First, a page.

A number of famous players have worn the Fire shirt, including the US internationals Chris Armas, Frank Klopas, Eric Wynalda, DaMarcus Beasley, Josh Wolff, Tony Sanneh, Carlos Bocanegra, and Justin Mapp; and other Americans like Jesse Marsch, C.J. Brown, Ante Razov, Zach Thornton, and Chris Rolfe. Chicago has also imported both established international talent such as Peter Nowak, Lubos Kubik, Hristo Stoichkov, Tomasz Frankowski, and Cuauhtémoc Blanco; and younger developmental players like Damani Ralph, Ivan Guerrero, Bakary Soumare, and Patrick Nyarko.

Foundation and Success (97-02)

Founded on the anniversary of the Great Fire in a 1997 ceremony at Navy Pier, the Chicago Fire Soccer Club immediately tapped into the ethnic makeup of its city, bringing in Polish players like Peter Nowak, Jerzy Podbrozny, and Roman Kosecki, Mexican Jorge Campos, and Czech Lubos Kubik. While all showed their talent while playing for Chicago (especially Nowak, the captain for 5 years) it was the young American players that overall proved most successful and integral to success continuing to this day. The club, against all expectation, completed the "double" in 1998: beating DC United in the league final at the Rose Bowl to take the MLS Cup, and a week later defeating the Columbus Crew in Chicago to win the U.S. Open Cup.

Success continued for several seasons to come, reaching the 2000 MLS Cup Final (only to lose to Kansas City) and winning the 2000 U.S. Open Cup. Notable internationally seasoned players like Hristo Stoitchkov, and young American talents such as DaMarcus Beasley competed for the club's first head coach, Bob Bradley.

Nomadic Existence (02-05)

After spending the season exiled to play in west suburban Naperville, Illinois while Soldier Field underwent massive renovations, Coach Bradley left unexpectedly after the 2002 season to lead the MetroStars, the club from his home state of New Jersey. After an extensive search the team selected Dave Sarachan, the top assistant on the US national team, to lead the Fire. Chicago, returning to play again at Soldier Field, qualified for the 2003 league final, capturing the 2003 MLS Supporters' Shield (awarded for the league's best regular season record) and winning the 2003 U.S. Open Cup. 2003 also saw team captain Peter Nowak retire and take a position in the front office, only to depart a year later to become coach at DC United. New talents emerged for the team, including Jamaican striker Damani Ralph and Justin Mapp. The growing strength of the Eastern Conference made Chicago's league life more difficult in ensuing seasons, and they missed the playoffs in 2004 for the first time in their history.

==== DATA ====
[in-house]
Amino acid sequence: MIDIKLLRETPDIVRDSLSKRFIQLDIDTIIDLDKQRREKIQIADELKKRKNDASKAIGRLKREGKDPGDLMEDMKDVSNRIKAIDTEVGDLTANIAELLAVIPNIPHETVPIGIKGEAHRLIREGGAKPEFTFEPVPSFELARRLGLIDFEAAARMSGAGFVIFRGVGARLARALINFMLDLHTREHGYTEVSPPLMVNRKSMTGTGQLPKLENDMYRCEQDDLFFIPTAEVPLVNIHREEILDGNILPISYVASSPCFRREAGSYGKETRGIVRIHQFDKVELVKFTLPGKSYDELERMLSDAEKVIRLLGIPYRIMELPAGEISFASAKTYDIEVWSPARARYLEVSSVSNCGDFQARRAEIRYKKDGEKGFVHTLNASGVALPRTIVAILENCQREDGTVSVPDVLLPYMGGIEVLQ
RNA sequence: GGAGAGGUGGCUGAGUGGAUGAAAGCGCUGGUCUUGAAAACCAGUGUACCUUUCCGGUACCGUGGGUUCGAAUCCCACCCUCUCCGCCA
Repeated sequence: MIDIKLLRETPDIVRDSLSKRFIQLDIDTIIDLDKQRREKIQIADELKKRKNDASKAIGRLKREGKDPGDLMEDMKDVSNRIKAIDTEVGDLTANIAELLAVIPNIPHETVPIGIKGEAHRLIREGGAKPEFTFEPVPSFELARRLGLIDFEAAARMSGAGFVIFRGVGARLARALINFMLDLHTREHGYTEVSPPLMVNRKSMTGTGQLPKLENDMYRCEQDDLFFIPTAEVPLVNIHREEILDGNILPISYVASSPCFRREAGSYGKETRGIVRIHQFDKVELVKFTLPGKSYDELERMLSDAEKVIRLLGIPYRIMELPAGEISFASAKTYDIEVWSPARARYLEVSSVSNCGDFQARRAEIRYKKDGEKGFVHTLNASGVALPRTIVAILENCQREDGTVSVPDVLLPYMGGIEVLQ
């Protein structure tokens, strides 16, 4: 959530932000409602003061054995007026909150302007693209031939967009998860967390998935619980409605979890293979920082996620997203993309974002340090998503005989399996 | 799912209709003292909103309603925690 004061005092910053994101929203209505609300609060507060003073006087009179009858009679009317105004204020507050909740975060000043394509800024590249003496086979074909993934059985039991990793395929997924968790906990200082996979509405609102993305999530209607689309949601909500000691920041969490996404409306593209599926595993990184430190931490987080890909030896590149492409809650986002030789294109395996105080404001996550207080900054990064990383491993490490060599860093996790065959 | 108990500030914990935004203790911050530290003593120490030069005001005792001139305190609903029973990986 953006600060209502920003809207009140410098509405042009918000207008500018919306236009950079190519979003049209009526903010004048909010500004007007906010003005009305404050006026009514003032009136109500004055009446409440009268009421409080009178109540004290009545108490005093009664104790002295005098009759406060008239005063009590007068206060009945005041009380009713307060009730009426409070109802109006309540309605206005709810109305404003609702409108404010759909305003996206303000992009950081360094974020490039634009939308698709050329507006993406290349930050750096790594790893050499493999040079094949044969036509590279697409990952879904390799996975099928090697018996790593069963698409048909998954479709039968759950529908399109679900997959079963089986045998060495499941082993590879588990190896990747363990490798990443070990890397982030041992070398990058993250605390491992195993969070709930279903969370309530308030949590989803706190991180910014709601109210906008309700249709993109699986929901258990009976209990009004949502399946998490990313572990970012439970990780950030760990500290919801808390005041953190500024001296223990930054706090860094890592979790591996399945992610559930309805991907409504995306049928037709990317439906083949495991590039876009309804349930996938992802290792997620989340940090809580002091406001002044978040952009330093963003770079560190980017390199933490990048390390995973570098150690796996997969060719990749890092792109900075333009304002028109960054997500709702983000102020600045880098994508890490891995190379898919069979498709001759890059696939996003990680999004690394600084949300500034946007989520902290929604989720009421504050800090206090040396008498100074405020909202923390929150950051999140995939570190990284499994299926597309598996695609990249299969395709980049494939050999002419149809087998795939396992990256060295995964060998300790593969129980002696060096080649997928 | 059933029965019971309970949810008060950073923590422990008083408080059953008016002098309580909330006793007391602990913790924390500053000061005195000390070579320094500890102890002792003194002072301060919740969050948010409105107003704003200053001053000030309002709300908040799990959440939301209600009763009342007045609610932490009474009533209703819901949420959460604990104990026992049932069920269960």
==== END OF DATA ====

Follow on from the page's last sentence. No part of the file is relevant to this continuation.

Upheaval and New Home (05-07)

The 2005 season began abruptly with the unexpected dismissal of popular club president Peter Wilt by owners AEG despite the brokering of a $100m stadium deal in Bridgeview, and replaced him immediately with Metrostars executive John Guppy; a move decried by most fans, many players, and club staff. [cite web | title=Fire Fire Peter Wilt, Fans Protest | |url=| accessmonthday=December 31 | accessyear=2007] The year was also notable for the blockbuster exhibition match against A.C. Milan and the shocking 4-0 away defeat of DC United in the first round of the league playoffs.

In 2006, the club moved from Soldier Field into a $100m purpose-built 20,000 capacity stadium at the corner of 71st Street and Harlem Avenue in Bridgeview, on the southwest side of Chicago. A unspectacular league campaign followed, but an impressive cup run led to the 2006 U.S. Open Cup title.